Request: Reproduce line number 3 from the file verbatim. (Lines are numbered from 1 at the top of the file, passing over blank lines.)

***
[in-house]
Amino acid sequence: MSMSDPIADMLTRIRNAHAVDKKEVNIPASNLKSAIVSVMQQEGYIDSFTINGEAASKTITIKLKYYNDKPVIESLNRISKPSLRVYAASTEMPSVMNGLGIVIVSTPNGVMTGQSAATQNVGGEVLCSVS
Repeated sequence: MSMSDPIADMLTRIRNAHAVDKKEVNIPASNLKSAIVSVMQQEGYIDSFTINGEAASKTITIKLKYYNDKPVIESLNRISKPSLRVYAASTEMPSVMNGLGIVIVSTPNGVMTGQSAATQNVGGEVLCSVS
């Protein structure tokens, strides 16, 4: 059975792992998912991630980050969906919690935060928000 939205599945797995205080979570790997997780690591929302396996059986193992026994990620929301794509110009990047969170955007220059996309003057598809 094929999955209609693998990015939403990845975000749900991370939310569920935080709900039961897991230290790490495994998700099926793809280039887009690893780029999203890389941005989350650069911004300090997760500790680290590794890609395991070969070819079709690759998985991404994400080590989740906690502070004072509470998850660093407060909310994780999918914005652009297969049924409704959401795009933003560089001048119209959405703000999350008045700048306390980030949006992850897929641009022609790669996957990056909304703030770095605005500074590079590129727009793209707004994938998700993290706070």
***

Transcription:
Repeated sequence: MSMSDPIADMLTRIRNAHAVDKKEVNIPASNLKSAIVSVMQQEGYIDSFTINGEAASKTITIKLKYYNDKPVIESLNRISKPSLRVYAASTEMPSVMNGLGIVIVSTPNGVMTGQSAATQNVGGEVLCSVS